Do you struggle to identify which types of customers are visiting your website?
Want to get better at understanding their needs so you can serve them more effectively?
If so, you’re not alone. Here at Talkative, we’re always discussing how we can do more for our customers - both old and new alike.
For instance, what’s the best way to serve customers who are still researching your product?
What’s the best way to remove customer obstacles and increase conversions?
In this article, we’ll be answering both of these questions and more, discussing how you can best serve all your customers - whatever their needs. Let’s get started.
The easiest way to identify your customers and their needs is to explore their intentions when visiting your site.
Take a look at the examples below for an overview of each customer type, as well as tips on how to serve them best.
Intention: Browsing your website without making a purchase or taking an action.
Most e-commerce sites have an average conversion rate of 2.86%. Depending on your industry, it could be even less.
It means that, more often than not, browsing customers are the most common visitors to your site.
In basic terms, these customers are a bit like online window shoppers.
They aren’t looking for anything in particular, and they’re the least likely to get in touch with a query.
So, how do you provide a great digital customer experience for these visitors, even if they aren’t buying anything?
To best serve browsing customers, make sure your site grabs attention but remains easy to navigate.
Product and service listings should be engaging and informative. Your images should also be crisp and clear.
After all, serving these customers is all about creating a great first impression. So don’t be shy with testimonials and reviews either.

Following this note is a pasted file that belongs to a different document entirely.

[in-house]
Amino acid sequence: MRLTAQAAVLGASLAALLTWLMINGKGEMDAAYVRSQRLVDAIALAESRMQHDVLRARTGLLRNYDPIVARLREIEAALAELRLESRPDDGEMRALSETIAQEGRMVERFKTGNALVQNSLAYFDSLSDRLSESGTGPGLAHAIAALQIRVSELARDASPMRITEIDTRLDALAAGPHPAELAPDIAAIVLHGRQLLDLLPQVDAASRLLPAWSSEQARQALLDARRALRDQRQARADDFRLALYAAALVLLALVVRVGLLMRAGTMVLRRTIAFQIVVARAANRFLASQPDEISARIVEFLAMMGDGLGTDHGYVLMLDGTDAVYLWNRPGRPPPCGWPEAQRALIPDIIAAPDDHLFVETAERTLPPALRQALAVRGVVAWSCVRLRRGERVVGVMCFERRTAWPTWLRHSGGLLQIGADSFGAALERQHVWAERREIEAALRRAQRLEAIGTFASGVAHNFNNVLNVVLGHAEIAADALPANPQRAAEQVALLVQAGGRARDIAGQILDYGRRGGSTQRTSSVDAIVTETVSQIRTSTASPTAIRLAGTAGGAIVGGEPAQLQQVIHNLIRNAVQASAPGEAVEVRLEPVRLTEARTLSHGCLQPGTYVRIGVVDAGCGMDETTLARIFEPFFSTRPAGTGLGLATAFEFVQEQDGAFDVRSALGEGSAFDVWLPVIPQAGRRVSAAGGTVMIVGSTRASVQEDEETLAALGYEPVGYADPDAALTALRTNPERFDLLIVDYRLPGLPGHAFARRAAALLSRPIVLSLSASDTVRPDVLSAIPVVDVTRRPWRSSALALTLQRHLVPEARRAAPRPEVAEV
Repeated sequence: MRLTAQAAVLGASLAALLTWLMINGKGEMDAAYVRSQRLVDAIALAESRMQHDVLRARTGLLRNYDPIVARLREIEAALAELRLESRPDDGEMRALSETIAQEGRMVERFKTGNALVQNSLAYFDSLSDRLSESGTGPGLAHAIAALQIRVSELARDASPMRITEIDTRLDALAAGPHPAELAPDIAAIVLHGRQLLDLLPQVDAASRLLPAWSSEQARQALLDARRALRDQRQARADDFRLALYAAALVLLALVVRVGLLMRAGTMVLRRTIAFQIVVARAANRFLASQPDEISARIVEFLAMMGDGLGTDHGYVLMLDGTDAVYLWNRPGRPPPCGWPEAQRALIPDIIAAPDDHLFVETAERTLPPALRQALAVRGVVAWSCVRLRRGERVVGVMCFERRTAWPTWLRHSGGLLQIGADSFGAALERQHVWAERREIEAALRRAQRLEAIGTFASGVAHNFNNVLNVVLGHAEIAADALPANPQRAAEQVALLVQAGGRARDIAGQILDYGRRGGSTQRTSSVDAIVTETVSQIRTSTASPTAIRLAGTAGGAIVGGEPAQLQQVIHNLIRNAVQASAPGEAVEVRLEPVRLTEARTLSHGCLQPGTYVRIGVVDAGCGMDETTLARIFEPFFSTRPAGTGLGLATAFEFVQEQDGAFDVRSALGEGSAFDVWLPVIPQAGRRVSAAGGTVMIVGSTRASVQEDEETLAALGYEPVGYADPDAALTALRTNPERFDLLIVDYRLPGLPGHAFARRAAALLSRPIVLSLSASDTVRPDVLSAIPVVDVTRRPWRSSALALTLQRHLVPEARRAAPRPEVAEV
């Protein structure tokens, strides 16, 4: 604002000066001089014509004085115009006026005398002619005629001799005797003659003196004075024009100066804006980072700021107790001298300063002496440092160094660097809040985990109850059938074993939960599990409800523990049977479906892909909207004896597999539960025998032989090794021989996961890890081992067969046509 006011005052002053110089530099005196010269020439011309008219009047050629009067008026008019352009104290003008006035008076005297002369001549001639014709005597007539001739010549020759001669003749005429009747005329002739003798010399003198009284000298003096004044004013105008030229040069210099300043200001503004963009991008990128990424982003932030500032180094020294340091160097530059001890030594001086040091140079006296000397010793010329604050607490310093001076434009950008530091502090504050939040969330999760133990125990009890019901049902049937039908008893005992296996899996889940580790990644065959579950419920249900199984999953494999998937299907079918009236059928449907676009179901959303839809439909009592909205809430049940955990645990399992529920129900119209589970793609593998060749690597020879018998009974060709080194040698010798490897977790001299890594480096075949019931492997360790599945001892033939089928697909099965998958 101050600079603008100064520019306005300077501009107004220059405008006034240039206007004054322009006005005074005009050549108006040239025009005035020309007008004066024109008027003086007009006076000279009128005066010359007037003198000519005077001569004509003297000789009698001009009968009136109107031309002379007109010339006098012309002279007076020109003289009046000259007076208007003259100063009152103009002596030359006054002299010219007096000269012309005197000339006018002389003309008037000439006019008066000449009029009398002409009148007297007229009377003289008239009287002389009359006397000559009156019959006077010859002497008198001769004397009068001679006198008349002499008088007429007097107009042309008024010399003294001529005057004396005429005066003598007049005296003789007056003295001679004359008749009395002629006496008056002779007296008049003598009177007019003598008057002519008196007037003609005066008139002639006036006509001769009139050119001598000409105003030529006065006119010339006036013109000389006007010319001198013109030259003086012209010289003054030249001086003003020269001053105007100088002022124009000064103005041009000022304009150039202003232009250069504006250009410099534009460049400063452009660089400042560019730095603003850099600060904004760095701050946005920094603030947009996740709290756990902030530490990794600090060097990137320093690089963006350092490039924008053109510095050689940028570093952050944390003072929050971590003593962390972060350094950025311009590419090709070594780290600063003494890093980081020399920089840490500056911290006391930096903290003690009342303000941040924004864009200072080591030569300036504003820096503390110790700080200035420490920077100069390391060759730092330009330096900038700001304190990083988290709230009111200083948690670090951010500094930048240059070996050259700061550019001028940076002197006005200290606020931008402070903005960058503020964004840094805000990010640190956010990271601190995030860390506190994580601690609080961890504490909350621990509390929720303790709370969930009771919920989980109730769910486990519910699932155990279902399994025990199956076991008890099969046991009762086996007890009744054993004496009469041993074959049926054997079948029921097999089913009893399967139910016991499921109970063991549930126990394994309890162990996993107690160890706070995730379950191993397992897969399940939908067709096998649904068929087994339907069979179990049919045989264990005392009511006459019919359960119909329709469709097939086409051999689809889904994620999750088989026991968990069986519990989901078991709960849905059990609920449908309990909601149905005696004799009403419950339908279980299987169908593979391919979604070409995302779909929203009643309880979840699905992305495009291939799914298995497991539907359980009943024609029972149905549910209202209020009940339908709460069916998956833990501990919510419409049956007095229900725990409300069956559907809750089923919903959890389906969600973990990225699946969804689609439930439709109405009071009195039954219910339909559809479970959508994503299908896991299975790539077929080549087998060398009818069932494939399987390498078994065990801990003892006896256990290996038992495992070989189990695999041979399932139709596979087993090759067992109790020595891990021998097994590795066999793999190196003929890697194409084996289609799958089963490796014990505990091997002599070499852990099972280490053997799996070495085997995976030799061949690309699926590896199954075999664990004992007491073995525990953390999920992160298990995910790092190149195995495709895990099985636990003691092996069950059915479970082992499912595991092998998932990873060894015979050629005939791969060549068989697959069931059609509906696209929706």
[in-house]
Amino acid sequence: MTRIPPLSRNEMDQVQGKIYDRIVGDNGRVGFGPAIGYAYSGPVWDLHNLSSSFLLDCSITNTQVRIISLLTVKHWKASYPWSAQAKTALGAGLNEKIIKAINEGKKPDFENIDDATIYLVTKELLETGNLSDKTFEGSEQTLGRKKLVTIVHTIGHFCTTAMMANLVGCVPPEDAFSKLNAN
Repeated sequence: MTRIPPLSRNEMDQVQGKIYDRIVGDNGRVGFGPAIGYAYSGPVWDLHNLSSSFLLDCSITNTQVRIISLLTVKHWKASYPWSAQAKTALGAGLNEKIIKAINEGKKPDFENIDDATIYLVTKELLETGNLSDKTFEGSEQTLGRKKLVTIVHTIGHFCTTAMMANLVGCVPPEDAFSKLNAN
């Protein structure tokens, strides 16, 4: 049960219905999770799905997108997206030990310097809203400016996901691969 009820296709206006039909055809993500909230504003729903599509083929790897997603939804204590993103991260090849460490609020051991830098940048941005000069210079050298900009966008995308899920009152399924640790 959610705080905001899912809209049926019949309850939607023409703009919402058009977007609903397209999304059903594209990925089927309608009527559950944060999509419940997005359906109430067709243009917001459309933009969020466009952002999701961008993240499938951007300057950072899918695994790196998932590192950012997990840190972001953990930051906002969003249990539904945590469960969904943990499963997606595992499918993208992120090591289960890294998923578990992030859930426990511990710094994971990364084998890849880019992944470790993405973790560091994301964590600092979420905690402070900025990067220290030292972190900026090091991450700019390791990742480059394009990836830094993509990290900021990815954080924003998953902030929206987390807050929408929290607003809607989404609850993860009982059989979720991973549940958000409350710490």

If the customer’s first experience is a good one, they’ll soon be back for more.
Intention: Browsing a website without making a purchase or taking an action.
Related to browsing customers, impulse buyers don't necessarily intend to buy anything straight off the bat.
Even so, your site’s presentation and your product’s value proposition nudged them over the line. Congratulations!
Still, who doesn’t want to turn more browsing customers into impulse buyers?
One of the best ways to win over this customer type is to outline your best offers and deals site-wide.
If you’re communicating value, you’re all the more likely to get this type of customer conversion.
That said, make sure you demonstrate the value of your customer service and experience, as well as your product.
To further tempt these customers, you should also streamline your purchasing process.
For example, e-commerce businesses that shorten their checkout journeys have been proven to lower shopping cart abandonment.
The same is true for businesses that provide maximum availability through a variety of customer contact channels.
Whatever your industry, removing customer obstacles will mean more opportunities for impulse purchases - and who doesn’t want that?
Intention: Analysing and comparing products, reviews, and competitors.
This kind of customer will visit your site several times before buying a product.
They’ll also be comparing you with your competitors, and they’re far more likely to pose multiple questions and queries.
In fact, they’ll often be a huge culprit of clogging up your contact centre queues!
So, how do you make sure you’re serving this savvy type of customer while effectively managing your time?
To make sure customers have all the information they need, take a look at your product listings again.
Have you offered as much detail as possible?
What about pictures and product demonstrations?
Testimonials and reviews are powerful persuaders for this customer type too.
Put them in prime locations across your site.
You could even offer comparison information against your competitors.
It’ll make your customers’ lives far easier when researching their purchases.
Finally, take a look at the contact channels you’ve got on offer.
Are they really serving your customers’ needs?